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Seminole gambling

Seminoles gain entry in Caribbean casino

By BRAD GOLDSTEIN, DAVID ADAMS and JEFF TESTERMAN

Times Staff Writers


For three years, the Seminole tribe has been quietly investing money in a casino on the tiny Caribbean island of St. Maarten.

The amount of the investment in the Lightning casino has not been great -- $800,000 -- nor does it appear to have been a good one so far. According to financial statements obtained by the Times, the casino in the past two years lost more than $1-million a year. In the first quarter of this year, however, it did return a profit -- $28,000.

Also investing in the Lightning casino are James P. "Skip" Weisman and his brother EugeneP. "Butch" Moriarty, the former managers of the Seminole tribe's Hollywood casino.

Three years ago, the Times has learned, a federal lawsuit unearthed allegations that boxes of money were being sent from the Hollywood casino to St. Maarten.

Seminole Management Associates (SMA), the management company that ran the Hollywood casino at the time, had been sued by a casino security guard who said he was fired because he had AIDS. Dade County lawyer Marc Sarnoff represented the fired guard and he sent a private investigator to interview employees at the Hollywood casino.

Sharon Lyons, a bingo-card seller, told the investigator she saw James Weisman packing cash into cardboard boxes and sending them off with an United Parcel Service delivery person.

"She was told . . . that if she wanted to keep her legs, keep her mouth shut," wrote investigator Roger Odoms, a former Seminole police officer.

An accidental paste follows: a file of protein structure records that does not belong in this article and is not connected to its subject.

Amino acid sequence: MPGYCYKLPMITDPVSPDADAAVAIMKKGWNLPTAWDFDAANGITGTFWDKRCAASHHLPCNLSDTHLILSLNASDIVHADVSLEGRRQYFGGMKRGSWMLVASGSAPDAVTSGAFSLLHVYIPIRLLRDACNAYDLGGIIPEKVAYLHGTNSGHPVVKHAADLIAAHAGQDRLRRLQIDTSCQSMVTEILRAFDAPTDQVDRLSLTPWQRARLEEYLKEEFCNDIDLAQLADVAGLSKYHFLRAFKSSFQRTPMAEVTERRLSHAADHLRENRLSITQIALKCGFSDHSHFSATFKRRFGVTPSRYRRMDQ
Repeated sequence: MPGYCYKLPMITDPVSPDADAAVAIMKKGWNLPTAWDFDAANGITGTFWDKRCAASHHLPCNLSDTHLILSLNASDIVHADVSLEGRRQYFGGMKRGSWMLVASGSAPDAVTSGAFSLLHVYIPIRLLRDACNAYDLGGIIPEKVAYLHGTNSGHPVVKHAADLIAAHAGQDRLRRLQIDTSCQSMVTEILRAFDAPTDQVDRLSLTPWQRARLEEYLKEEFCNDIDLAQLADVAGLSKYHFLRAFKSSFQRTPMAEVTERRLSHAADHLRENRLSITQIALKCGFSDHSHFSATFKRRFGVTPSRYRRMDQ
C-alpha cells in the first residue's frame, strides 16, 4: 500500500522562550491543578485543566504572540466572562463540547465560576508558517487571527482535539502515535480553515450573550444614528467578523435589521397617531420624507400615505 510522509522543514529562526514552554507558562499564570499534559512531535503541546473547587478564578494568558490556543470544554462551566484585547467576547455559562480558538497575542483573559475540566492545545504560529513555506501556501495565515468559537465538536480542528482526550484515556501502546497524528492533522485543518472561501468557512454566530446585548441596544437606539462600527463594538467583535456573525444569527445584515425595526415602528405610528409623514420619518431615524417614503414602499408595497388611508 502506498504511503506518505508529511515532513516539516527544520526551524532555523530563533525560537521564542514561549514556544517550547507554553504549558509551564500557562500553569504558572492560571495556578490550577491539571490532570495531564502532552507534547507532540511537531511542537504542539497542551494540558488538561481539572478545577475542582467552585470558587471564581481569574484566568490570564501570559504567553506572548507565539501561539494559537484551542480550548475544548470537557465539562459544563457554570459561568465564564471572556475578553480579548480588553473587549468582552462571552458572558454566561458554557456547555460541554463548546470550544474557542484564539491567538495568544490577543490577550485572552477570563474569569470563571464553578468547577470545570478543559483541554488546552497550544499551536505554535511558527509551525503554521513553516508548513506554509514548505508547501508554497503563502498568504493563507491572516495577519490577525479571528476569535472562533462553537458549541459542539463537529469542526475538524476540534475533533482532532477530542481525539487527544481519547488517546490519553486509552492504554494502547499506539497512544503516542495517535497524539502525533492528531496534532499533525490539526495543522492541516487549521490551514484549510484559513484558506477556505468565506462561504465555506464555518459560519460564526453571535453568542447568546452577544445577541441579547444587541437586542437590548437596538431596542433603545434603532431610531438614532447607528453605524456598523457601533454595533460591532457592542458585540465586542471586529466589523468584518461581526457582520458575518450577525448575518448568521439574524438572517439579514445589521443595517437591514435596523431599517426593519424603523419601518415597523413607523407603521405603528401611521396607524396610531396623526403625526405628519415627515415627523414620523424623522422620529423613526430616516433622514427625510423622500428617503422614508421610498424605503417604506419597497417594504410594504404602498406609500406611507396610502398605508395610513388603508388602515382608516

Weisman denied shipping cash. The boxes were filled with "janitorial supplies, pingpong balls, your balls, your papers, your do-it-yourselfs, different forms to run an office, your boards, just a myriad of different items," Weisman said in a sworn deposition.

A federal judge ordered SMA to produce all records of UPS and Federal Express shipments to the St. Maarten casino. A week later, Sarnoff said, SMA offered to settle and the case was resolved out of court.

St. Maarten is east of Puerto Rico and is administered by the Netherlands. The State Department has identified St. Maarten as a center for cocaine and heroin shipments to the United States, and a haven for launderers of drug money.

On St. Maarten, people identified in Italian police documents as members of the Santapoala crime family of Sicily own some of the other casinos.

The Santapoala family is particularly infamous. Benedetto "Nitto" Santapoala, head of the family, was sentenced to life in prison in September for his role in the killing of Giovanni Falcone, Italy's top anti-Mafia prosecutor. Falcone, his wife and three bodyguards were killed in 1992 by a remotely controlled car bomb. The murders spurred a crackdown on the Mafia.

When the Lightning casino applied for a license to open an Internet gambling site, the Dutch Ministry of Justice rejected it. Ministry of Justice documents show it had received information about the casino's management that would "hurt the good name" of the Netherlands, according to ministry of justice records. The Internet site, however, remains open and accepts bets from the United States.

The Seminole tribe is negotiating with the Weisman brothers to possibly set up a second Internet gambling site on the island of St. Kitts, said tribal attorney Jim Shore.  

  ©Copyright 2006 St. Petersburg Times. All rights reserved.